The emergence of A Whole Scene Going has also got music fans excited with the discovery of a rare interview with the Spencer Davis Group, who also perform chart-topping single “Somebody Help Me Now” in the studio.

Kaleidoscope and the TDA — who bought the film print privately from the collector — are currently in the process of returning a digital copy to the BBC Archive.

Eager fans will get the chance to see the recovered footage for the first time in more than four decades at Kaleidoscope’s next screening event, taking place in Stourbridge, West Midlands, on Saturday, June 9.

Tim Disney of the TDA added: “Dr Who was not the primary draw for us in recovering this programme, but the content of the programme as a whole — the exciting period of popular culture it reflects and it’s place in the history of British television.

“Thankfully, after the collector discovered he had a unique TV recording he was keen to ensure it would be returned to the BBC archives, turning down silly money offers to deal instead with Kaleidoscope and the TDA.”

To see a clip from the recovered show visit www.timdisneyarchive.com. For more information about the screening visit www.kaleidoscope.org.uk.

Click here for full contents of the recovered episode of A Whole Scene Going.

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Kaleidoscope launch Treasure Hunt appeal to track down domestic recordings of TV and radio shows

TV RESEARCH organisation Kaleidoscope has announced the launch of its appeal to recover long-lost television and radio programmes.

The purpose of the appeal is to get members of the general public searching through their attics, cellars, garages and sheds looking for home-recordings of otherwise lost shows.

Until the early 1980s, broadcasters such as the BBC regularly disposed of archive programmes to re-use expensive tape and free up space. As a result, there are massive and significant holes in Britain’s television and radio archive. Countless hours of comedy shows, dramas, documentaries and other broadcasts have been lost, destroyed, or were never recorded in the first place.

Though there have been campaigns to look for lost material before, such as Kaleidoscope’s The Raiders of the Lost Archives Appeal, these have always been very general searches. This time, the appeal is specifically targeting domestic home-recordings. We are looking for people who may have made domestic recordings of a TV or radio programme in their own home at the time of broadcast.

Up until the 1980s, it was very common for people to make ‘off-air audio recordings’ of their favourite television or radio programmes. More often than not, a microphone would simply be propped up against a television speaker. There are even cases of programmes being taped on home video recorders as early as the 1960s and 1970s. These are the kind of things that we are looking for.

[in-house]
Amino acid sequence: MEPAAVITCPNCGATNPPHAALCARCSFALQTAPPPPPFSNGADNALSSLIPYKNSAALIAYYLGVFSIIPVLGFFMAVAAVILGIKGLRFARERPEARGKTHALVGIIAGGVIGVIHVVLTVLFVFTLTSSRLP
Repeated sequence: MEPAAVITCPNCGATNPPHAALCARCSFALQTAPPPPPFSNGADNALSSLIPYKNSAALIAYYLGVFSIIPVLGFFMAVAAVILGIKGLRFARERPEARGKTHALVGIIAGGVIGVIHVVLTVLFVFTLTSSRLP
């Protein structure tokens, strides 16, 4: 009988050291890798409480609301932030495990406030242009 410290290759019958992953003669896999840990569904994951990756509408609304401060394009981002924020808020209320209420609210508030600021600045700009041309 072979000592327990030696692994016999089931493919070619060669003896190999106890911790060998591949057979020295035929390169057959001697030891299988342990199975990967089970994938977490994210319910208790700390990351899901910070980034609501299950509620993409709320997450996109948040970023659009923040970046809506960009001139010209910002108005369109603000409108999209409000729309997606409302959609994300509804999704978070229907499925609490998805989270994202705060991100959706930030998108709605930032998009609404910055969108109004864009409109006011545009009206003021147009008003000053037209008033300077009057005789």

The appeal, which is backed by the BBC and British Library Sound Archive will launch officially at Kaleidoscope’s “DJ Heaven” event in Stourbridge, on Saturday, June 4.

Encouragingly, a number of exciting finds have already been made following a call to former broadcast engineers via BBC in-house magazine Ariel. Discoveries include audio recordings of seminal comedy shows such as Monty Python precursors At Last the 1948 Show and Twice a Fortnight, Broaden Your Mind, The Frost Report, The Ken Dodd Experience, The Morecambe and Wise Show, The Frankie Howerd Show, Not Only… But Also, World of Beachcomber, Till Death Us Do Part and many more.

A specialist group of volunteers has been given the Herculean task of sifting through and preserving in digital format the huge amount of missing material that is expected to be uncovered over the course of the year-long appeal.

Chris Perry of Kaleidoscope said: “We know for a fact that many people recorded their favourite shows off the TV and radio as far back as the early 1950s.

“The purpose of the Treasure Hunt appeal is to uncover those domestic recordings and we ask people to search their homes for old reel-to-reels, cassettes and early video tapes that might just be sitting in the attic or cellar gathering dust.

“You never know, they could represent the only copies of classic shows still in existence.”

Anyone who can offer any recordings should contact Kaleidoscope via www.losthshows.com.

READ ON: Plea put out for ‘lost’ TV shows (BBC News, June 3, 2011)

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Lost Top Of The Pops Featuring Lesley Judd Found

A MISSING episode of Top of the Pops featuring Blue Peter presenter Lesley Judd dancing with Pan’s People has been recovered from eBay.

TOP OF THE POPS (tx 12/02/76)
Presented by Noel Edmonds
CHART POSITION
MARMALADE
‘Falling Apart At The Seams’
New
BARBARA DICKSON
‘Answer Me’
#9
THE WALKER BROTHERS
‘No Regrets’
#7
BILLY OCEAN
‘Love Really Hurts Without You’
New
THE O’JAYS
‘I Love Music’ (danced to by Pan’s People)
#30
ELECTRIC LIGHT ORCHESTRA
‘Evil Woman’
New
GUYS ‘N’ DOLLS‘You Don’t Have To Say You Love Me’ New